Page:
Katy Perry’s Witness era was an extended exercise in a pop star doing the absolute most, from the hammy woke messaging of the lead single “Chained to the Rhythm” to the 72-hour YouTube livestream, where the singer staged public advice and therapy sessions, right on down to the televised performances. It’s a shame that the lasting images from that period are the clip of Perry dancing painfully awkwardly with the Migos on a buffet table, playing “Bon Appétit” on SNL, and snapshots of her looking spent on the stream that have since been memed. The great Witness records — see: “Hey Hey Hey,” “Pendulum,” and “Tsunami” — deserved better than being packaged in the middle of that spectacle.
The SoCal singer has been dialing it back ever since then. Her hook for the Calvin Harris and Pharrell single “Feels” was understated and effortless. The Zedd team-up “365” sold its quirky robot-wife video premise alongside some of the singer’s most infectious melodies in years. The follow-up collaboration between Katy and Zedd, her new solo single “Never Really Over,” keeps the streak. The song uses Norwegian pop singer Dagny’s 2017 single “Love You Like That” as a launchpad, giving Perry a good platform over which to work her magic. She keeps the staccato phrasings of the original song but delivers a more confident and challenging vocal, skipping across high notes where Dagny seemed to strain on them.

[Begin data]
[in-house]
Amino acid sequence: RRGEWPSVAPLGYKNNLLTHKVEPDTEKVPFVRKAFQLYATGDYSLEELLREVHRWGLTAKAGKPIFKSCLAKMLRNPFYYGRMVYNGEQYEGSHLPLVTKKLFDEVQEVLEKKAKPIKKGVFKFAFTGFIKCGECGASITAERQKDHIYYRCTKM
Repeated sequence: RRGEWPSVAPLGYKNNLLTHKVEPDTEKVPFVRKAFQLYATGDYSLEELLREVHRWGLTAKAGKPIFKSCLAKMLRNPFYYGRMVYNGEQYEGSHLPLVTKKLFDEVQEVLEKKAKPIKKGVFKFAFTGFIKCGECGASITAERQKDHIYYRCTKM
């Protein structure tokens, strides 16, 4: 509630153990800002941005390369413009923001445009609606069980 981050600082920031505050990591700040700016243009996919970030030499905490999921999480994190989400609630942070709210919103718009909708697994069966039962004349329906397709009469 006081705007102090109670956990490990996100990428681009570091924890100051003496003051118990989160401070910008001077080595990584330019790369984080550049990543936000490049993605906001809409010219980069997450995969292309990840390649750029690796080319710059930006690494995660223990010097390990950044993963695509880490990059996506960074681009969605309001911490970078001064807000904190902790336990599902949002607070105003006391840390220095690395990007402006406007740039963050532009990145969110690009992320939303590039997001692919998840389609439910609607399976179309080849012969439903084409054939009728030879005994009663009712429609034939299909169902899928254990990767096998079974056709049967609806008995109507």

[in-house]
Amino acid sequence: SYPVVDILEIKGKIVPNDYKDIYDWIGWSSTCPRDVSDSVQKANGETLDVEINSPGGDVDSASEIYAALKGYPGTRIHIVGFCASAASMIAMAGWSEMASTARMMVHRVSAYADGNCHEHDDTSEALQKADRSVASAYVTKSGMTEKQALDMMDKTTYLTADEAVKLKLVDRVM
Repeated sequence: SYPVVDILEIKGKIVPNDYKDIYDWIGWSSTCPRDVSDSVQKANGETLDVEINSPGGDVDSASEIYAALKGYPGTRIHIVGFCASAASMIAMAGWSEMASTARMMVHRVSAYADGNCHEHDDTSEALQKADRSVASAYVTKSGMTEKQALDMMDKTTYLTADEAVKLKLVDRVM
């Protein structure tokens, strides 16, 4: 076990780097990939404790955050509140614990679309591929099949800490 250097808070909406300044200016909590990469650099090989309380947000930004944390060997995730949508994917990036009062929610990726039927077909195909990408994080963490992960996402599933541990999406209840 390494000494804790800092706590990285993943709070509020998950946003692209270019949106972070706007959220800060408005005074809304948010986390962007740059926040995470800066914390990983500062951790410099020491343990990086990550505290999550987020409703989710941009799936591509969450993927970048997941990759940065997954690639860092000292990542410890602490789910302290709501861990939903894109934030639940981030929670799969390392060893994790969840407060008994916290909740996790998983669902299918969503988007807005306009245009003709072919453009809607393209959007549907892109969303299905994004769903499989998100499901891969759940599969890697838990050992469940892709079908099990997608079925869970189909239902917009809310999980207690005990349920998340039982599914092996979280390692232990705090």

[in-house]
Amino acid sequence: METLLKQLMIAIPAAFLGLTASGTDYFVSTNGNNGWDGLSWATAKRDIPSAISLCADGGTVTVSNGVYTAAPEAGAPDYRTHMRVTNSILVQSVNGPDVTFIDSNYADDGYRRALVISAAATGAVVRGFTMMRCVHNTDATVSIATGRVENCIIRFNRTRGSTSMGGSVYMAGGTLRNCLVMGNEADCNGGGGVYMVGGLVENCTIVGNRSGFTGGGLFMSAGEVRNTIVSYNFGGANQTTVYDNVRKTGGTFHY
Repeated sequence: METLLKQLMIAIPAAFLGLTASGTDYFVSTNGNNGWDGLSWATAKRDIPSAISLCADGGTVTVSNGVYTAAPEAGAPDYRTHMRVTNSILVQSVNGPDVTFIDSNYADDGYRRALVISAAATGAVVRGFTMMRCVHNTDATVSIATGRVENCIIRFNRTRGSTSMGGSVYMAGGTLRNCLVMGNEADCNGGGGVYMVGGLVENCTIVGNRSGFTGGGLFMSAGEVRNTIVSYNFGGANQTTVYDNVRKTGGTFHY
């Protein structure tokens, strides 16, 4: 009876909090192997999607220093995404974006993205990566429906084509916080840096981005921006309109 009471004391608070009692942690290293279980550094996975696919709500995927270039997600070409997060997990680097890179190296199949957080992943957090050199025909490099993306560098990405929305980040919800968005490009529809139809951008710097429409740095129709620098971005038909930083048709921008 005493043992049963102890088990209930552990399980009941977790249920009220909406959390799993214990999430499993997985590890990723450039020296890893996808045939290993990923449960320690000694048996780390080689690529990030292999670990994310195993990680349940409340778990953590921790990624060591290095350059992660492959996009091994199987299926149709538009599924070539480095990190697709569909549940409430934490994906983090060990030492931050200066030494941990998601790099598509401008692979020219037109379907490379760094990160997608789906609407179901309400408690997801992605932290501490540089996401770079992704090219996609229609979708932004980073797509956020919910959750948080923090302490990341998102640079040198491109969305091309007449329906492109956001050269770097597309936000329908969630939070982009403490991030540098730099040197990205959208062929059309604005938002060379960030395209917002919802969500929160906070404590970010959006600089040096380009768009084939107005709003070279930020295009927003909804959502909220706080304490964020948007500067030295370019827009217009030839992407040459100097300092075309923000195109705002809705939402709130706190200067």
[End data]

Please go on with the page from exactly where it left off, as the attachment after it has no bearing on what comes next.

“Never Really Over” is a slight return to the motivational fare Katy Perry’s best at. Her most successful singles — “Roar,” “Firework,” “Teenage Dream,” and the like — all go for broke with soaring vocals and endearing messages about how to find happiness. The post-breakup reckoning of the new single goes for the same. The only thing holding it back is the production, which lands too close to the plodding 16th notes of middle-decade hits like Taylor Swift’s “Style” and “Out of the Woods.” (Remember when Taylor Swift delivered 1989 to streaming services on the exact night of Witness’s release!?) That’s par for the course when you pillage a two-year-old single for melodies. She made the most of it, though. Shoe scandal notwithstanding, this year marks the least gaffe-iest Katy Perry news cycle in a long time. Can she keep it up?